Here is your reward. Grit Skool educational endeavours and achievements. Offered up for general informed perusal etc.
Yes, mixed up with life, but that's education round here. Now please don't come calling; the door is locked, and anyway I put the bath against it, so it's tough on the reformed burglar trying to sell me dish-cloths, too.
1. Shark is in Hong Kong. She has gone there with Dig. Her priorities are to examine her rock pool, celebrate Chinese New Year with Chum Zo, and visit the Maritime Museum, now in its new location on Pier 8. Yes, she will be insufferable on her return.
I wish all parents would hoick their children out of school and enjoy holidays in term time. This would be good for you all; you could have a great experience, come home glowing, and produce children who are knowledgeable about strange matters.
Frankly, I do not understand why school-head-types say that travel is not learning anything, because when Shark comes home she will be able to recount in detail all the news about her shrimp.
2. I have moved Shark's stuff. I told her on Skype, when I was safe, and she was far, far, away. (I recently got myself banned on that medium, thanks to 'being embarrassing').
She was surprisingly sanguine about this, including my casual disregard for the sink (probably much like you, if you were off holidaying with shrimps). But! I bet this laid-back insouciance lasts only until she returns. Then I will hide in the coal shed until her red mist departs.
3. The house is peaceful. I thought, since the awkward members of the family are out the way, it would be an ideal time to remove the bath and renegotiate the toileting facilities! For the remaining quiet ones, off their faces with chemistry books and a Latin primer, I can call it a practical lesson in plumbing and interior decor or summat.
Goodbye, bath! It was fun, but we both knew, it could never last.
4. I have attended my Naughty Driver Course, after I was caught speeding at criminal speeds in Norfolk. Personally, I think this blip was not fair. I maintain there are issues here, like, signage. Whose responsibility is it? Mine, apparently. I have to do all the thinking.
Anyway, if you have never attended one of these courses, they divide up the material to be delivered by Mr Nice and Mr Nasty. Mr Nice is helpful. He tells you how to be a good driver; better than all other drivers on the road (that includes you). Mr Nice makes you feel special and important. I am now clever for attending my Naughty Driver Course.
Mr Nasty is the opposite. He says, 'I'm not going to make you feel like a shit. Of course that is not why we are here'. Then he shows you animated sequences of motorway pile-ups and says, oh look, they were speeding, not that it's important. But the passenger died. Yes, he's dead. Dead DEAD DEADDEADDEAD. And he was only aged three.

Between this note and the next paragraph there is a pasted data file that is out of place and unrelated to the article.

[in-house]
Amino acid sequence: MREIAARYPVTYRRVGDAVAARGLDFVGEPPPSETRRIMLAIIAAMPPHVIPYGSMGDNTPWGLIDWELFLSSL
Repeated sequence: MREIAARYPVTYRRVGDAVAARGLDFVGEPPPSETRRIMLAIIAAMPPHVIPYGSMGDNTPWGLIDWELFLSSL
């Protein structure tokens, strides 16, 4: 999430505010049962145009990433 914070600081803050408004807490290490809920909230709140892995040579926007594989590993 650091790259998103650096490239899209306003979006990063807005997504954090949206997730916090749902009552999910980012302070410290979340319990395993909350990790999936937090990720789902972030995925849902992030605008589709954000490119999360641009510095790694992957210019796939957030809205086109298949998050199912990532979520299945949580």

5. Finding an exam centre is almost as gruelling as a Naughty Driver Course. We must now do unctious ingratiating to get the Chemistry and Geography IGCSE exams. One bit of me is worried about this, because I have a mouth and sometimes it doesn't know when to shut the fuck up. My other brain is reassuring. It says, Everything will be fine. Let's face it, you have a long experience of being a backsliding weed, so should be able to do as necessary.
6. A great many kids have been coming and going recently, probably taking advantage of a vacant Shark bed.
They are bringing all teenage larks to the house, including Monopoly game-board playing by rules I never heard of; mud all over the v. expensive carpeted stairs (Squirrel); loud videos of a cat in a tutu; and an assortment of blocked toilets.
I can cope. In fact, I like it, especially at going-home time when they don't want to leave. This is very flattering to me, and I hope I am fast gaining a reputation as an uber-cool, laid-back parent of teens. (This is only a half-view, of course. They have seen only my resignation of fine whatever when they set the lawn on fire. They are yet to witness my temper tantrum with the vacuum cleaner.)
7. On Film Family Fun Night, we watched David Tennant again in Hamlet, this time with the voice-over commentary by Greg Doran. I recommend it. The commentary communicated thinking, and not the normal, tedious, in-joking, with that story about when they sat on a train, inevitably followed by guffawing.
8. I have laughed at Mr Wilshaw suggesting good parents tell bad parents what to do. Is he not aware, we already have this in our culture?
Speaking as one of the problem mamas (children do not go to school; possibly broken family; maybe mentally ill; child abuse not far away; also drunk; could be dealing drugs; Who knows what goes on behind closed doors? etc. etc.), I have lost count of the times I have felt obliged to answer that question, Not at school today?
We live in England, so we check up on each other's business in our English way. But I guess he has one thing in common with Gove, even if they have had a tiff - the lesson from Mao, how the party line takes precedent; and merely to deliver it effectively requires the complicity, submission, and unquestioning agreement of the parent.
Therefore! Grit Skool lessons this week: Shrimps, Plumbing, Politics, Citizenship, What's in the news today? How to avoid death by Speeding, Hamlet, Social renegotiation of traditional board games, and Oh Look, Mother's Got All Awkward Gittery (again).
ps. Geography! I forgot about the geography. Two hours a fortnight. Includes problem-solving situations of a geographical nature in one room, and cooking in the other. In this case, High-Income Country scones contrasted to Low-Income Country scones, with some discussion about farming techniques. Not that I am an expert there, but we have a book.